We’re halfway through cooking dinner on a rainy Sunday when the message comes through. ‘Can we book for tonight?’ My husband, Ryan, and I look to one another with a sigh. ‘Sure’, I type back, telling myself the extra income will be worth it. We race downstairs and remake beds. We wipe surfaces and search for a pillowcase that doesn’t bear the stain of makeup from previous guests. We wash mugs and scrub the toilet. Vacuum stray dog hairs off the carpet.
Their status as apex predator, coupled with humanity’s inability to tame or truly understand the ocean, inspires in us a kind of primal terror, an obsession well reflected in reportage and documentary. Every time they resurface in the news, the media are whipped into a frenzy, circling the story like, well, sharks.
As critics have pointed out, the social media ‘movement’ #MeToo hasn’t really moved much since October last year. Global conversations on sexual assault notwithstanding, we’re stuck with personal narratives, an emphasis on high-profile individuals, and little by way of a broad, institutional challenge to coalesce around. Despite this, it’s hard not to think that we might be in the midst of a generative time for new, critical insights on sexual violence.
On a warm Thursday evening in early September, a community meeting about the New South Wales Government’s proposal to establish a new, long-awaited marine park in and around Sydney was held at Fishing Station in Mona Vale, on the city’s northern beaches. Around three hundred local fishers crowded in to voice their anger, bodies spilling out of the tackle shop’s doorway and into the carpark. To them, the marine park was a ‘lockout’.
Australian letters is like a microcosm of Australia itself: culturally diverse, politically varied across different states, tense and conflicted or humorous or affecting in turn. If there is one thing we may say about our literatures it is that there is a common thread of darkness underneath. Whether that thread references an unvoiced violence or subsumed toxic masculinities, or a wilfully forgotten colonial past, it is traceable in much of our writing, especially in the short story form.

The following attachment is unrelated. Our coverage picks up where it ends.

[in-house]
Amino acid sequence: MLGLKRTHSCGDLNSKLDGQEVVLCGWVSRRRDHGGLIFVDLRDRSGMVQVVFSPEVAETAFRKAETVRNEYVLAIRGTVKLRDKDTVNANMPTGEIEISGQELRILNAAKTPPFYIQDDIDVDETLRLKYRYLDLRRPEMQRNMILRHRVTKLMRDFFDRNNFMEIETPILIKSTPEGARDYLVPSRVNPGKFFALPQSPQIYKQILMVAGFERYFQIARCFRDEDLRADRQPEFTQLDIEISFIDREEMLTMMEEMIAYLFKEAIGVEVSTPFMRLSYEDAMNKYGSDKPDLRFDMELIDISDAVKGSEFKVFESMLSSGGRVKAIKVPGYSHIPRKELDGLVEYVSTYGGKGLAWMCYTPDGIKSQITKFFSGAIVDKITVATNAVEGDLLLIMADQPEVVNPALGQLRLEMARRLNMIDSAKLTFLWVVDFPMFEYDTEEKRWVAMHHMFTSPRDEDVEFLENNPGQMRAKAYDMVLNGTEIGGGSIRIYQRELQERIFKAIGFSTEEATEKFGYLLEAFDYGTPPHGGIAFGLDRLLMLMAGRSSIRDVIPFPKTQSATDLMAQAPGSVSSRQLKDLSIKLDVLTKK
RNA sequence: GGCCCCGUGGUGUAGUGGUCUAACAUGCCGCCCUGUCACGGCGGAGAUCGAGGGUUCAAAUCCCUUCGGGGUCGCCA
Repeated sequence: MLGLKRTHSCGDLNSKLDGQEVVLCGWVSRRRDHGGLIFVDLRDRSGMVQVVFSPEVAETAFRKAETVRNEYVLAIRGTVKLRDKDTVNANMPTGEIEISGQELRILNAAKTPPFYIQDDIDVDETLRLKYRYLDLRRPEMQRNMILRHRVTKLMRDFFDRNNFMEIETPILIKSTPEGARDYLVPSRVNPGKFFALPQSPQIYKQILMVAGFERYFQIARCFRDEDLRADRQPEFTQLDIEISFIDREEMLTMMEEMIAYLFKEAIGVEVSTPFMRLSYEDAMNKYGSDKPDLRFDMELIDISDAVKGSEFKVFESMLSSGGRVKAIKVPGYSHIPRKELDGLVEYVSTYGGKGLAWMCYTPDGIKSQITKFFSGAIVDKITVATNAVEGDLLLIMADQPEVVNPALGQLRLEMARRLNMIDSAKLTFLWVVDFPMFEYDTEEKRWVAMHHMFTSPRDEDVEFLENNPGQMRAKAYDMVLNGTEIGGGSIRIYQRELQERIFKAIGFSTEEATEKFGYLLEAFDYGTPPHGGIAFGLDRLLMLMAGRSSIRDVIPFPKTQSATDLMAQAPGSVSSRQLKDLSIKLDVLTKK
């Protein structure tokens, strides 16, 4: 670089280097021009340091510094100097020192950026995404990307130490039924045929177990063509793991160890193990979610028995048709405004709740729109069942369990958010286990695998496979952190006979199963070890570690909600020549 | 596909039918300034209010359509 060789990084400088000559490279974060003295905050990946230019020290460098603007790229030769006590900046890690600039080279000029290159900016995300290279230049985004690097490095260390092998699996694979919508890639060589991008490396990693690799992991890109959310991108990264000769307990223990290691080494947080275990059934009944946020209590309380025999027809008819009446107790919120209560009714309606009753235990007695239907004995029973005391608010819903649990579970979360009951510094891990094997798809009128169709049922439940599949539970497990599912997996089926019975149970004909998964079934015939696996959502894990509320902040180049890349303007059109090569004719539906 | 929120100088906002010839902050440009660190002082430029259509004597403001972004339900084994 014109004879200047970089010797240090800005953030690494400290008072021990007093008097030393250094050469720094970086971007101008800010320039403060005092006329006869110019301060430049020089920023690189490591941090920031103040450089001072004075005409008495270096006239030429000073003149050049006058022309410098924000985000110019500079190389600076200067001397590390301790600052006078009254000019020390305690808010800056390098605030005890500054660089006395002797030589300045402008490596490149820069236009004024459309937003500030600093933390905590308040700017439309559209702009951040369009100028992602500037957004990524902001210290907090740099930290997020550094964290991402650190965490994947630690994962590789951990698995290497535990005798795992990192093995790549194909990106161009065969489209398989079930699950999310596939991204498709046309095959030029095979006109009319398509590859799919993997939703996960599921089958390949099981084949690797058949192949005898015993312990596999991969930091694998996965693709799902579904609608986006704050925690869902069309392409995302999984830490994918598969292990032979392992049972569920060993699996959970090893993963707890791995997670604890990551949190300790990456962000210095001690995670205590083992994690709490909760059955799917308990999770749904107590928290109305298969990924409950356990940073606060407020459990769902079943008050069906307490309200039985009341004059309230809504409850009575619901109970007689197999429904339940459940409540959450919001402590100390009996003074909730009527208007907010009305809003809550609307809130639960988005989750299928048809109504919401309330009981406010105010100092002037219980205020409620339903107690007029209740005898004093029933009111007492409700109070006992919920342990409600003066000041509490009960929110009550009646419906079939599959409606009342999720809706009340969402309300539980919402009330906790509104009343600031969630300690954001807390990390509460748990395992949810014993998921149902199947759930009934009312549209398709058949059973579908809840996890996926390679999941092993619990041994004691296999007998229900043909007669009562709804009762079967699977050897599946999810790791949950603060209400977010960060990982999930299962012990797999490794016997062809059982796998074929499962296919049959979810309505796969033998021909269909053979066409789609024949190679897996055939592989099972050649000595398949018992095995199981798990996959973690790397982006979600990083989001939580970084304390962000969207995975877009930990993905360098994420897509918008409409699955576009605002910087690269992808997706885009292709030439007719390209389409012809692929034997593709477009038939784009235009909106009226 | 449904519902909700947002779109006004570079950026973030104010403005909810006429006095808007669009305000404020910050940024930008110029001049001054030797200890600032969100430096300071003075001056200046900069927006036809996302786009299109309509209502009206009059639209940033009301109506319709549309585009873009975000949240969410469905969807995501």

‘It all starts with learning how to read, to write, to count and to think in the national language. That doesn’t mean there isn’t an important role for culture in remote schools but nevertheless people need a decent education in the national language.’
In Victorian times, the pauper funeral signalled abject poverty and low morality and in order to avoid this stigma, many working-class people made great sacrifices to pay regular and relatively significant amounts to burial clubs. What lingers today is the common misconception that overspending on funerals has a direct correlation to dignity.
Free speech no longer emerges, in the words of Jacques Rancière, in a time and in a place you’re not supposed to speak, exercised by those who aren’t allowed to speak. Free speech is now a weapon in the right’s arsenal: by invoking free speech, they simultaneously bludgeon an ‘intolerant’ left who dare disagree with them.
After its absence in 2016, the biennial Melbourne Art Fair (M.A.F.) returned this year, spread across two venues in the Southbank Arts Precinct: Riding Hall, the newly refurbished stables at VCA, and Vault Hall, a bloody great tent erected on the ACCA Forecourt. M.A.F. saw forty galleries display works by the brightest and best in their respective stables, demonstrating the strength of the current Australian contemporary art scene to those who filed through.